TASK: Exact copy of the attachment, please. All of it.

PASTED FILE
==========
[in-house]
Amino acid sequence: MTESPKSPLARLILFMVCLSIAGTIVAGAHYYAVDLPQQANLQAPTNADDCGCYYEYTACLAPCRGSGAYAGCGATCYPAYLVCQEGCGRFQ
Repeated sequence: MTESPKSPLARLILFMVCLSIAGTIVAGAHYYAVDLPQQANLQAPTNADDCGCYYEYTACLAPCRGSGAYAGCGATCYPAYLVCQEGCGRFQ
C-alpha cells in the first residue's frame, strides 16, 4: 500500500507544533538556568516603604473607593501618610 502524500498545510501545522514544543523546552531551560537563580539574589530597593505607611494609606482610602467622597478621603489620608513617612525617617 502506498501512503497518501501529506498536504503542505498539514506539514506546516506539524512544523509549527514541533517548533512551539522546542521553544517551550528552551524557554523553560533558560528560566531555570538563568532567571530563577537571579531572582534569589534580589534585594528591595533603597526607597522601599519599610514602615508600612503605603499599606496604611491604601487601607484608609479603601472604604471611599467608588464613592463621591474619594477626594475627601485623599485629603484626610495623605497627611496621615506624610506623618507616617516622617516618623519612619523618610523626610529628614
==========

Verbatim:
[in-house]
Amino acid sequence: MTESPKSPLARLILFMVCLSIAGTIVAGAHYYAVDLPQQANLQAPTNADDCGCYYEYTACLAPCRGSGAYAGCGATCYPAYLVCQEGCGRFQ
Repeated sequence: MTESPKSPLARLILFMVCLSIAGTIVAGAHYYAVDLPQQANLQAPTNADDCGCYYEYTACLAPCRGSGAYAGCGATCYPAYLVCQEGCGRFQ
C-alpha cells in the first residue's frame, strides 16, 4: 500500500507544533538556568516603604473607593501618610 502524500498545510501545522514544543523546552531551560537563580539574589530597593505607611494609606482610602467622597478621603489620608513617612525617617 502506498501512503497518501501529506498536504503542505498539514506539514506546516506539524512544523509549527514541533517548533512551539522546542521553544517551550528552551524557554523553560533558560528560566531555570538563568532567571530563577537571579531572582534569589534580589534585594528591595533603597526607597522601599519599610514602615508600612503605603499599606496604611491604601487601607484608609479603601472604604471611599467608588464613592463621591474619594477626594475627601485623599485629603484626610495623605497627611496621615506624610506623618507616617516622617516618623519612619523618610523626610529628614